• Events of Default and Remedies: This section defines the actions on the part of the sublessee that will constitute a default or breach of the sublease agreement and the options available to the sublessor in those situations, including legal action.
  • Attorney's Fees: This section states that if there is a breach of the sublease agreement or legal action taken by either party, the party who secures a judgment can recover attorney's fees and court costs.
  • Disclosures: Applicable state law may require that certain disclosures be made to the sublessee in the sublease agreement, in addition to the federal Environmental Protection Agency (EPA) requirement to disclose the possible danger of lead-based paint if the structure was built prior to 1978. In Florida, a written Lead-Based Paint Disclosure is required if the rental unit in question was constructed prior to 1978, informing the sublessee that the premises could contain lead-based paint. A warning regarding radon gas is also required.
  • Master Lease/Termination of Master Lease: This section states that the original (master) lease is incorporated in its entirety in the sublease agreement; all of the provisions and requirements/obligations in the master lease are deemed part of the sublease agreement. The master lease should be attached. This section also states that the sublease agreement will terminate simultaneously if the master lease is terminated.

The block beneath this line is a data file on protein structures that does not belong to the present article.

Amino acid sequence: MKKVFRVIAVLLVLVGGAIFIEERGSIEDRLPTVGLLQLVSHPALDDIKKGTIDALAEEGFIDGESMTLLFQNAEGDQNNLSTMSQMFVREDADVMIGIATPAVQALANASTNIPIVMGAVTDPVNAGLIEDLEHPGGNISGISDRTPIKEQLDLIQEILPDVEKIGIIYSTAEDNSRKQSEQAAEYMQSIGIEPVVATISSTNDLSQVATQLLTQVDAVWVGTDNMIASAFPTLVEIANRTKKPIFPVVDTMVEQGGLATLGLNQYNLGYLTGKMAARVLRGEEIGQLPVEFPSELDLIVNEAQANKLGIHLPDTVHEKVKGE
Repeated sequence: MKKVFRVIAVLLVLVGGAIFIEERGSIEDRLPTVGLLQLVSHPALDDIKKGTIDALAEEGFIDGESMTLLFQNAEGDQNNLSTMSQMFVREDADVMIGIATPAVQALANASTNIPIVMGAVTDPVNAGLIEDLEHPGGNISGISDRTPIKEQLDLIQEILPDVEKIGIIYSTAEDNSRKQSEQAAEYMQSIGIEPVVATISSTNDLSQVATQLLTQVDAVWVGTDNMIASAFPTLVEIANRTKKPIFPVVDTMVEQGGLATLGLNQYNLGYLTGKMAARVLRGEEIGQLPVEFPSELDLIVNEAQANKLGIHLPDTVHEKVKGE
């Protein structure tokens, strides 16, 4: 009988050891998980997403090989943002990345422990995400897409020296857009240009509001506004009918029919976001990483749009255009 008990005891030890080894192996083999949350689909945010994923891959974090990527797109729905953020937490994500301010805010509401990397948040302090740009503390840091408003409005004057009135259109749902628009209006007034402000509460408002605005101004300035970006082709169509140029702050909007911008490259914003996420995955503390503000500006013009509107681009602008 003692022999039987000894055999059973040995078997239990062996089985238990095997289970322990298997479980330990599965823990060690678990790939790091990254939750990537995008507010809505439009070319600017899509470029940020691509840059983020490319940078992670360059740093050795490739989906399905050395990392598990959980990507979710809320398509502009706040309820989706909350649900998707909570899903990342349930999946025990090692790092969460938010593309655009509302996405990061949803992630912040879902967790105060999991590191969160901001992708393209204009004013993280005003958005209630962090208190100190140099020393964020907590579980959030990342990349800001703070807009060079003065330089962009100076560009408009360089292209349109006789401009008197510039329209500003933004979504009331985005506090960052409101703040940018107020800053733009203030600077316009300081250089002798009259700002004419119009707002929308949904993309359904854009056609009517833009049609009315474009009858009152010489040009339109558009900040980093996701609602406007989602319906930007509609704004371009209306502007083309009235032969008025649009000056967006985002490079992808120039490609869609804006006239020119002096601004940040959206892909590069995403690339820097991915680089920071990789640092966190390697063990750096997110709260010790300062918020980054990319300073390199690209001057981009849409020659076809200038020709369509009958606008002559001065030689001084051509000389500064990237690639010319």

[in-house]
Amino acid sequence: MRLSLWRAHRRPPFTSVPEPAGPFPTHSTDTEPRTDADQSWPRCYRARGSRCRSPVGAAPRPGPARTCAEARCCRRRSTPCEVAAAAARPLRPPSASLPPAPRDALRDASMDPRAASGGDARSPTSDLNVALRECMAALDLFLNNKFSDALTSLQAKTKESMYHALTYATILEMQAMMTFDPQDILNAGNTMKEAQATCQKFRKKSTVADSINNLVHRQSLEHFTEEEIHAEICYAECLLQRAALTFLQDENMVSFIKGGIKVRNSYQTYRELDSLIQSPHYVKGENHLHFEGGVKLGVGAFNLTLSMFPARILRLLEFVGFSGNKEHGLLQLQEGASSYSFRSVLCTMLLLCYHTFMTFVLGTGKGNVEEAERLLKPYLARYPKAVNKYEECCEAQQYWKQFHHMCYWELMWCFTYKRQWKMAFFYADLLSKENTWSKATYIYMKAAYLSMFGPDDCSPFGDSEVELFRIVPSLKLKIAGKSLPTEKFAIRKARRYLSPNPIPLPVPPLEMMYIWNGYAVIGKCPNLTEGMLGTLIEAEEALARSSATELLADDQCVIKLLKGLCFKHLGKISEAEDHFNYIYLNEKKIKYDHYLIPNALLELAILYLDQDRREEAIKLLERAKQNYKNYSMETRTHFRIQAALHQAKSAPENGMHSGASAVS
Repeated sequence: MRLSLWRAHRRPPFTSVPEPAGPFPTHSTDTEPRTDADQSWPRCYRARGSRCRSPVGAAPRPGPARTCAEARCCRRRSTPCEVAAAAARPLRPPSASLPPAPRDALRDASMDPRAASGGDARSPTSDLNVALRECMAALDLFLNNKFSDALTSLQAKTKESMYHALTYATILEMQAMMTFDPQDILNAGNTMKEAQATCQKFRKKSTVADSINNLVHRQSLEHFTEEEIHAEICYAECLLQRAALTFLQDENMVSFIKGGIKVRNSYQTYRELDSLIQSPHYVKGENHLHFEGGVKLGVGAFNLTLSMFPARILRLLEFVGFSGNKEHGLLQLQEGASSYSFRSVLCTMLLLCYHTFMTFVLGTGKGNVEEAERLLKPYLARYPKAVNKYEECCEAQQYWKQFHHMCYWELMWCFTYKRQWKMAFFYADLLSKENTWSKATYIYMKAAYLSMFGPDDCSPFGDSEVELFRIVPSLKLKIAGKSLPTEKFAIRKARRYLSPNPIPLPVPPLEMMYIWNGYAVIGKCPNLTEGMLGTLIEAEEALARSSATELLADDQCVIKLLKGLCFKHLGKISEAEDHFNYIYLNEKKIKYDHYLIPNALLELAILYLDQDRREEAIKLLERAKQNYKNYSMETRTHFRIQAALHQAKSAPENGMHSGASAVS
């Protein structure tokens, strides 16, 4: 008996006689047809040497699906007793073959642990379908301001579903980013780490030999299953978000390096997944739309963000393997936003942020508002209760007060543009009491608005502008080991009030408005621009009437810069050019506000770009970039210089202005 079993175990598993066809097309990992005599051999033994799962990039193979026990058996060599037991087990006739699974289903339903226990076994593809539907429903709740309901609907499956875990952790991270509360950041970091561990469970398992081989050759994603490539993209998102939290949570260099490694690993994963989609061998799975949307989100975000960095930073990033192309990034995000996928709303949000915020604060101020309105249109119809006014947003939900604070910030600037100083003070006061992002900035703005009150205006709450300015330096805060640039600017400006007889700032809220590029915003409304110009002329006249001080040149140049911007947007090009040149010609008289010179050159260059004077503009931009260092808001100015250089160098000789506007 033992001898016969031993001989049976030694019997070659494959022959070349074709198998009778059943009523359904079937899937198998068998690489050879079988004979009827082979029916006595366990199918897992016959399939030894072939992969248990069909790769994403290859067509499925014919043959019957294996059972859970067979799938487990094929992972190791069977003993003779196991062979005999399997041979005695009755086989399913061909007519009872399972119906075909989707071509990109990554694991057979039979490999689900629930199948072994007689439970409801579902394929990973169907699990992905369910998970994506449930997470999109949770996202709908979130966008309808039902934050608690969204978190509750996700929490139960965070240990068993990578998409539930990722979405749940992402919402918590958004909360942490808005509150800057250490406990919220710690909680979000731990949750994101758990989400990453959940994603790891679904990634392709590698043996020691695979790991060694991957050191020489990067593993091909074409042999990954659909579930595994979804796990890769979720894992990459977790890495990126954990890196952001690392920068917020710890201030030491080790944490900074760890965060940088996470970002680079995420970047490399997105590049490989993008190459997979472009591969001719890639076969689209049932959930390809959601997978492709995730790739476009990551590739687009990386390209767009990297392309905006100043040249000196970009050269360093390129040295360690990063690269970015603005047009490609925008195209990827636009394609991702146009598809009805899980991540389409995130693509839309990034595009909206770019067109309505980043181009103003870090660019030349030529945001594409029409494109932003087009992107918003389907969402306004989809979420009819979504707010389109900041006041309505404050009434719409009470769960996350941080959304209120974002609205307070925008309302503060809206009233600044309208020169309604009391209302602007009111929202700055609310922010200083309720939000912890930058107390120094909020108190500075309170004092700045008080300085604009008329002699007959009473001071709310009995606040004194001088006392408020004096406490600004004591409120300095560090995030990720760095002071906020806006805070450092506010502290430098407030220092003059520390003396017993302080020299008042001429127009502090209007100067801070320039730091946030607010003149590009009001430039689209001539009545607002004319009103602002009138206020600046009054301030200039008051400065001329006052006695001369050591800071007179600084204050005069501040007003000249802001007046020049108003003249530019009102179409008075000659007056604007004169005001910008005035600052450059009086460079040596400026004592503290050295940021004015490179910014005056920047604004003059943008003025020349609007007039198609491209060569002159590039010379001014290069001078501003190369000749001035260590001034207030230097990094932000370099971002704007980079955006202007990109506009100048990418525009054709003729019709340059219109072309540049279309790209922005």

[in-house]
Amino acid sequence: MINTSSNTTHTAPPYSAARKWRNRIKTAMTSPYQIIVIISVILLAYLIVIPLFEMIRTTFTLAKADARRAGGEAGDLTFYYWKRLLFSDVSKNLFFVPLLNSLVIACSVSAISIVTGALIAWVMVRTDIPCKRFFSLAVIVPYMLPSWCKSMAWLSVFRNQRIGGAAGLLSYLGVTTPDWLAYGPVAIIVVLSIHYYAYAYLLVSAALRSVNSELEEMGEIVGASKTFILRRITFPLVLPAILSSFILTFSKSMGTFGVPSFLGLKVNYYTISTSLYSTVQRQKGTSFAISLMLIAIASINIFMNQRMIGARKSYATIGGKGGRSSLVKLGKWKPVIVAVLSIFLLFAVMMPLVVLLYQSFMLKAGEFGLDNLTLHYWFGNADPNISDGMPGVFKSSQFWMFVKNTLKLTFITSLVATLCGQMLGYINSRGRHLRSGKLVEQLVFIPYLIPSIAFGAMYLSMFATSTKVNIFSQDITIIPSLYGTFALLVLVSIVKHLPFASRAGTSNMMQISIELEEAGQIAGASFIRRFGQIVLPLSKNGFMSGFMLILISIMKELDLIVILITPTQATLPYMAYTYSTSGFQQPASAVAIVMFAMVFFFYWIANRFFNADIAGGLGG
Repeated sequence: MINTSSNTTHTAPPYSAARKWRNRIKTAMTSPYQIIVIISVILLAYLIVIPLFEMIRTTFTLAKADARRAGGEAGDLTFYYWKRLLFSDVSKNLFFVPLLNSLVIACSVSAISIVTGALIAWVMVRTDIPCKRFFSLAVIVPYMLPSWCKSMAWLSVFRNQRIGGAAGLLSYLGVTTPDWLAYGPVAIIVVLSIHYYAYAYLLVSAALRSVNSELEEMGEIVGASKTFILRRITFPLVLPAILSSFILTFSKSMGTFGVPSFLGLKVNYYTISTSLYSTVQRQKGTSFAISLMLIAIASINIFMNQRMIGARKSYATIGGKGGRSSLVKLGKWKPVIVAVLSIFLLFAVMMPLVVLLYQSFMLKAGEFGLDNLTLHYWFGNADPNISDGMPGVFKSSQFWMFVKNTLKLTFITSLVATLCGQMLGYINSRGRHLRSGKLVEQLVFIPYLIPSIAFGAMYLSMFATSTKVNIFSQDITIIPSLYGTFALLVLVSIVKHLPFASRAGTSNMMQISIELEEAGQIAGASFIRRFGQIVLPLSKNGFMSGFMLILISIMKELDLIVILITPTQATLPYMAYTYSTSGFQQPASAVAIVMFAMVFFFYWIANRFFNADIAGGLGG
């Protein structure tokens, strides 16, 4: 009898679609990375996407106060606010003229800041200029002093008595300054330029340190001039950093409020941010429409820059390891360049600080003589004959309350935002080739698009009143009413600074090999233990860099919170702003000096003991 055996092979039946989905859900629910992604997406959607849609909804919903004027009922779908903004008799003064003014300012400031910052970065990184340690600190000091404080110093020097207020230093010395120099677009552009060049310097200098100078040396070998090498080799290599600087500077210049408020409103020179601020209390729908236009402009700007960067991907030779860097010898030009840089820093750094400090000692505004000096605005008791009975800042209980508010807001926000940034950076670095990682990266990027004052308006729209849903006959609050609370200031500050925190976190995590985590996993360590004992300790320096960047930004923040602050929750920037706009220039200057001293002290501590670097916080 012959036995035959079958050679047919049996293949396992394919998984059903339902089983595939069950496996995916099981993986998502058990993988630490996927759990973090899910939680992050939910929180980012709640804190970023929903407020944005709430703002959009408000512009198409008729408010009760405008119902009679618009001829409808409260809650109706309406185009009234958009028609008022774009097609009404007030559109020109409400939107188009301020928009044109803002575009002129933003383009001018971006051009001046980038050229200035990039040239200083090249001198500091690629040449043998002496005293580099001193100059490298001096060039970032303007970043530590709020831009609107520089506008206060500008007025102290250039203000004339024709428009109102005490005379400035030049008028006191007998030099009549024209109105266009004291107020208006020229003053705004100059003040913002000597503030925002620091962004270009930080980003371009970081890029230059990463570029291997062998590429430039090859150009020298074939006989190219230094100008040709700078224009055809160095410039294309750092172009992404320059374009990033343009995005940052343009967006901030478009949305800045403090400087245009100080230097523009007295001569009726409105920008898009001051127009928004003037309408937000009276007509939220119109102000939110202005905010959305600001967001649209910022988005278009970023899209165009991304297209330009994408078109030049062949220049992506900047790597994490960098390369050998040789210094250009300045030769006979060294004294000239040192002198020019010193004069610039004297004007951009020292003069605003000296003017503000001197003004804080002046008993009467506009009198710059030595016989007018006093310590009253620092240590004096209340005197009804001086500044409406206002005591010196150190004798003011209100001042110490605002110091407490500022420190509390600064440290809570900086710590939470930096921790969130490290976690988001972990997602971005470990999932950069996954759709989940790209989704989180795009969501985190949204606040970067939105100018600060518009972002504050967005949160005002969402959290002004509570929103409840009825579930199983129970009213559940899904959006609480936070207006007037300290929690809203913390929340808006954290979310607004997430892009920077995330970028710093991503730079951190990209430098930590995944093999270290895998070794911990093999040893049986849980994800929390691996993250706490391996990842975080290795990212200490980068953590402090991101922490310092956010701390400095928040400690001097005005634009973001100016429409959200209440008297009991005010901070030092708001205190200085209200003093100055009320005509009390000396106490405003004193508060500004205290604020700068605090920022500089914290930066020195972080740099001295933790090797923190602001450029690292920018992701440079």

• Rules and Regulations: This section states the activities that are prohibited and/or regulated, including illegal activities, smoking, and pets.
  • Consent of Landlord: This section states the manner in which the landlord is giving consent to the sublease agreement, should the original (master) lease not include consent.
  • Governing Law: This section states that the sublease agreement is governed by Florida state law, including all the provisions/requirements in the applicable state code sections.
  • Entire Agreement: This section states that the sublease agreement represents the complete agreement between the sublessor and sublessee; the sublease agreement may not be altered except by mutual agreement of the parties in writing.  
  • Dated Signatures: This section includes the dated signatures of the sublessor (and any co-sublessors), sublessee (and any co-sublessees), and the landlord, who hereby gives written consent to the sublease agreement.

Sublease Resources for Tenants in Florida

Download a PDF or Word Template

Florida Sublease Agreement

Florida Lease Agreement

Florida Month-to-Month Lease Agreement

Florida Rent Receipt